April is Child Abuse Prevention Month. It is during this time that families and communities recognize the importance of working together to prevent child abuse and neglect.

There is certainly a lot of work to do.

In 2018, there were over 4 million reports made to child protective services concerning the safety and well-being of approximately 7.8 million children in the United States (U.S.). Last year, an estimated 678,000 children were found to be victims of child abuse or neglect nationwide. In Kentucky, the total referral rate per 1,000 children is approximately 109.4, among the highest in the nation.

Against that backdrop, I want to take time to recognize those tasked with stepping in when prevention efforts fail -- Child Protective Service (CPS) workers.

The work of CPS workers is unheralded, misunderstood, and underappreciated. They are tasked with doing an impossible job. They respond to allegations that most of us couldn't fathom. Neglect. Physical Abuse. Sexual Abuse. And, yes -- child fatalities. When societal efforts to ensure the well-being of children fall apart, we (literally) call CPS workers to pick up the pieces.

To understand the daunting tasks of child protection, one needs to think about the process.

Someone calls a central hotline with a concern. If it meets investigatory criteria, a CPS worker is dispatched. In most instances, there is very little, if any, information about who or what is in the home. The very fact that CPS has been called to the home, in most cases, indicates the worker may be walking into a potentially dangerous situation.

Once at the home, workers start prodding and asking questions. Tough questions. If the responses are not detailed enough, workers ask more questions. More prodding. People may become agitated with workers; workers may become agitated themselves. Workers stop, rewind, and try again.

Let's face it; no one wants to have a CPS worker knock on their door. And, frankly, CPS workers would rather not either. But, initiating abuse investigations is a necessity of child protection.

If warranted, a child may be removed from their home. It is important to note that other service systems, namely the courts, are involved in making decisions about removals. Contrary to any sentiment expressing otherwise, there is NO "good" way to remove a child. Workers provide services to children and families with the hope, in most cases, that kids and parents can be reunified. Sometimes it happens, sometimes it doesn't. This is a true, be it unfortunate, fact of child protection.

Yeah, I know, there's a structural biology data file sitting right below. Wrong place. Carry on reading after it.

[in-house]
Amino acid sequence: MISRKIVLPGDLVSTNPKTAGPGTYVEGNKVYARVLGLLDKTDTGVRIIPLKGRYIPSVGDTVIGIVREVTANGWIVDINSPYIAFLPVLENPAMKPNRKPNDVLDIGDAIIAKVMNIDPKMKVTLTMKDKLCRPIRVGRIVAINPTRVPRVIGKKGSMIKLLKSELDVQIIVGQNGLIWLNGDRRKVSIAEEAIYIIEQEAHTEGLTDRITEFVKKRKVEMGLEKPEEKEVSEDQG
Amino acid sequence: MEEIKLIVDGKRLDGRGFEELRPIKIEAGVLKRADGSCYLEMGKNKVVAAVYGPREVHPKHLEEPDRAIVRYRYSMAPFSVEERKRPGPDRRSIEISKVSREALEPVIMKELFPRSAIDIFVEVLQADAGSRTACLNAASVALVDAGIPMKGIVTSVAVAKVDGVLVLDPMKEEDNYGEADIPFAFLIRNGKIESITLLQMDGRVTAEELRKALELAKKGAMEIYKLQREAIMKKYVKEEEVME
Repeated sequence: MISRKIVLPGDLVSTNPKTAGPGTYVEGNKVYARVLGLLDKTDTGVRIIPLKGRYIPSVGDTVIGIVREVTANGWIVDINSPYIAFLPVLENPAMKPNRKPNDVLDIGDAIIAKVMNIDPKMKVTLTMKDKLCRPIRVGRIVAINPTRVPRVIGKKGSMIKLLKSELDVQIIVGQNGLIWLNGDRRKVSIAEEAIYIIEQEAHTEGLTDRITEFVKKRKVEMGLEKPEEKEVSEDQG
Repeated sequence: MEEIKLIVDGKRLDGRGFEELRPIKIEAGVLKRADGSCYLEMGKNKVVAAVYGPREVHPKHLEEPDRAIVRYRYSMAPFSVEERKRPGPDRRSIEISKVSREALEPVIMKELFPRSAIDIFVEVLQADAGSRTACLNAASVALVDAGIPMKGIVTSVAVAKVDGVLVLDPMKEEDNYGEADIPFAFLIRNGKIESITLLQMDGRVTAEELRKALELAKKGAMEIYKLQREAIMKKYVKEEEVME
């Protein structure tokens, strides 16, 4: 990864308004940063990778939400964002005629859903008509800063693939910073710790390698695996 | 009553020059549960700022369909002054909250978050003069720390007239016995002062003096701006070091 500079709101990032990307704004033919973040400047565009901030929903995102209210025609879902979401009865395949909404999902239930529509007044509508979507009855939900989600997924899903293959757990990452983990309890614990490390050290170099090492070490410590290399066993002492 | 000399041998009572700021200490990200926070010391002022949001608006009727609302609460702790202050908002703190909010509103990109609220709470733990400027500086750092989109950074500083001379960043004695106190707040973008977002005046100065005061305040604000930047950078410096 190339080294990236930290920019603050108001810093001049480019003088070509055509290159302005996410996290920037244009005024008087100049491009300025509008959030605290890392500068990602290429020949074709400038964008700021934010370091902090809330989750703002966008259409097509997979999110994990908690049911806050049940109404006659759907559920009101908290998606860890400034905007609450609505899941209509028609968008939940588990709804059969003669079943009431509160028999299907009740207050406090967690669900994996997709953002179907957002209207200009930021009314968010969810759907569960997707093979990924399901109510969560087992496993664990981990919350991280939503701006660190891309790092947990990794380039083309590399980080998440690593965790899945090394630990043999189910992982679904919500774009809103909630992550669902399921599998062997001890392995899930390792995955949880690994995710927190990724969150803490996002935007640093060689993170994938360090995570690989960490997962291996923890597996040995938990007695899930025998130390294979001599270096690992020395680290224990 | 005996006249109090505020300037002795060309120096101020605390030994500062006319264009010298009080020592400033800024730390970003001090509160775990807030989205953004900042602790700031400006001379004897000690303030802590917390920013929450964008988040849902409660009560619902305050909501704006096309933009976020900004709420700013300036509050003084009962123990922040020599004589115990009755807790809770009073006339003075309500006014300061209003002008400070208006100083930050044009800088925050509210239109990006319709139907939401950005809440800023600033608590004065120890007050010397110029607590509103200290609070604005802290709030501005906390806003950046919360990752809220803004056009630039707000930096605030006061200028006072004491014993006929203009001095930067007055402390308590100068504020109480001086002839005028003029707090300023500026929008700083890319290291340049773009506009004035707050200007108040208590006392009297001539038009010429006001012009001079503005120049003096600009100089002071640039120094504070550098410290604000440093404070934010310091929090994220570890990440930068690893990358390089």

As with most things, context is important. CPS workers provide services in a contemporary context of dizzying misconceptions. To answer a few: No, CPS workers don't get paid more if they remove kids. Child removals are actually a lot more work and are a last resort. No, CPS workers cannot just go into a home and remove a child. Only police officers can do that. CPS workers must seek permission from a judge prior to removals. No, CPS workers are not "happy" to remove kids. I have been on both sides -- I was removed from my home and put in out of home care AND I was a CPS worker for several years. Removing a child is the most difficult, heart-wrenching action a CPS worker will take.

I could go on -- but you get the point.

In addition to misperceptions, there are other challenges. Community needs related to child protection far outweigh available resources. Poor public perceptions of their work make protecting children even more difficult. CPS workers experience inordinately high rates of workplace stress, burnout, vicarious trauma, and post-traumatic stress, among other inimical conditions. Even in the midst of global pandemics, CPS workers put themselves at risk to visit homes, see families, and provide services. Indeed, as recent research has suggested, there are few social service jobs harder than child protection.

To be clear, there is always room for improved service delivery. When an entity, such as child protective services, is tasked with allaying and/or assuaging every instance of child maltreatment, indubitably, things will go wrong. Without question, we should all work to ensure that children and families receive the best, most innovative services available. Period. And, we should also ensure that we support those tasked with delivering that service.

So, I issue a clarion call to all Kentuckians: recognize that child abuse prevention is not a someone issue, it is an everyone issue. As such, everyone should be involved in the solution. Part of that solution is to honor, appreciate, and support child protective service workers - not just in April, but every month.

Dr. Jay Miller is the Dean, Dorothy A. Miller Research Professor in Social Work Education, and Director of the Self-Care Lab in the College of Social Work at the University of Kentucky. He is a former CPS worker and a proud foster/kinship alum. You can follow his work via Twitter @DrJayMiller1.

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